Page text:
Scientists use many types of cutting-edge technologies in their everyday work, which help them make new discoveries and uncover more secrets about how the world works. These technologies have been developed over the years and are incredibly advanced, although new methods of analysis and pieces of lab equipment are being introduced all the time.
Even the humble microscope is not so humble these days, and can utilise different light sources, multiple lenses and the latest cameras and recording equipment to make imaging far more advanced. Indeed, scientists can now see into the inner-most workings of living cells and create 3D images of what goes on inside them. Furthermore, science has become a much more open arena. Gone are the days of chemists working alone in darkened rooms, and instead, hundreds or even thousands of researchers can collaborate and work alongside each other in state-of-the-art facilities that take up acres of space.
One such provision is the Diamond Light Source national synchrotron facility in the UK. Located at the Harwell Science and Innovation Campus in Oxfordshire, the multimillion-pound facility houses several beamlines, where scientists can use beams of light, from infrared to X-rays, in their research. The centre was opened in 2007 and is being developed in three phases. Currently in the second stage, it has 18 operational beam lines, with four more under construction and a further 10 planned by 2017. It is free at point of access for scientists to use, providing their results are in the public domain.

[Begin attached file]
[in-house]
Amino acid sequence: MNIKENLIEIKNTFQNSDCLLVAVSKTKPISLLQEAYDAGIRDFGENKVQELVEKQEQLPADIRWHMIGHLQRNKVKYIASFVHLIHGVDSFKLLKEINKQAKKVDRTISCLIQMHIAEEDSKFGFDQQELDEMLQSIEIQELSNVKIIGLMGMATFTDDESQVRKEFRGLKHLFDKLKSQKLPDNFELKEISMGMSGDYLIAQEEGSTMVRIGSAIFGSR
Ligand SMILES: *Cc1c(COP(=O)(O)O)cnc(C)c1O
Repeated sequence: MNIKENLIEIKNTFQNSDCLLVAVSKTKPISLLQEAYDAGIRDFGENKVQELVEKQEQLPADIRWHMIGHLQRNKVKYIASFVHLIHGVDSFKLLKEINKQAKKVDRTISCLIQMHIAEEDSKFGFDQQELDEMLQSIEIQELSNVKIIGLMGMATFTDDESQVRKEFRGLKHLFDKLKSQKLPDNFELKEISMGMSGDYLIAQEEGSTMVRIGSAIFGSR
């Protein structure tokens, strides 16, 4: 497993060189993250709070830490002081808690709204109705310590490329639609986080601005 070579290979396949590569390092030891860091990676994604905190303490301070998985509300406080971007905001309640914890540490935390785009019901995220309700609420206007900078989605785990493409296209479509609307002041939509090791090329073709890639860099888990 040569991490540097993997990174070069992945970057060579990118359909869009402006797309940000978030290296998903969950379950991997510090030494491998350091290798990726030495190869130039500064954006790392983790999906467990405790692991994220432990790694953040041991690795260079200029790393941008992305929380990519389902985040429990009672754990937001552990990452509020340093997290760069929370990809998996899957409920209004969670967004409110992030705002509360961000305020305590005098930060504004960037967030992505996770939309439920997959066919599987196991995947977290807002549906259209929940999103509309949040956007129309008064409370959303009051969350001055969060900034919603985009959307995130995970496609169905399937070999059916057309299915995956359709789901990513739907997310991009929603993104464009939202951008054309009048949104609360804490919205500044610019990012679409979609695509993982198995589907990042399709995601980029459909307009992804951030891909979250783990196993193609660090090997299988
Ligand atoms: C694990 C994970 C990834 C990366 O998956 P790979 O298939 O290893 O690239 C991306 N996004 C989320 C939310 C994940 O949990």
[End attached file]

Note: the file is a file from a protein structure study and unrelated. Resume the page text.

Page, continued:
Around 2,000 researchers currently use the facility to conduct all types of experiments in the fields of structural biology, health and medicine, solid-state physics, materials and magnetism, nanoscience, electronics, earth and environmental sciences, chemistry, cultural heritage, energy and engineering. Companies including Rolls Royce, Pfizer and GlaxoSmithKline are benefiting from this community science facility.
The synchrotron itself is can produce very intense beams of light, which are then filtered along the beamlines and used in individual experiments. This gives scientists access to the environmental conditions they need without having to find the money for their own equipment and facility.
Another piece of cutting-edge technology that is currently having a huge impact on scientific research is the Large Hadron Collider. Based at the European Organization for Nuclear Research (CERN) organisation in Geneva, and running for 27km in a circular tunnel 100m beneath the Swiss/French border, the large collider of hadrons works by accelerating two beams of atomic particles in opposite directions around the tunnel. When they reach their maximum speed they collide, which creates thousands of new particles that scientists can identify and track.
Millions of collisions and therefore new particles occur every second, allowing researchers to peer deeper into how matter is created, effectively looking back in time to the formation of the universe. The Large Hadron Collider is much more advanced than previous collision machines, and could recreate the same conditions and energies that existed as the Big Bang happened. In May 2011, scientists were able to capture and hold anti-matter, the exact opposite of matter, for an impressive 16 minutes. This should open up new discoveries about how particles are formed and react, and could eventually reveal the secret to life itself.
Rachel is a science blogger specialising in scientific research and development.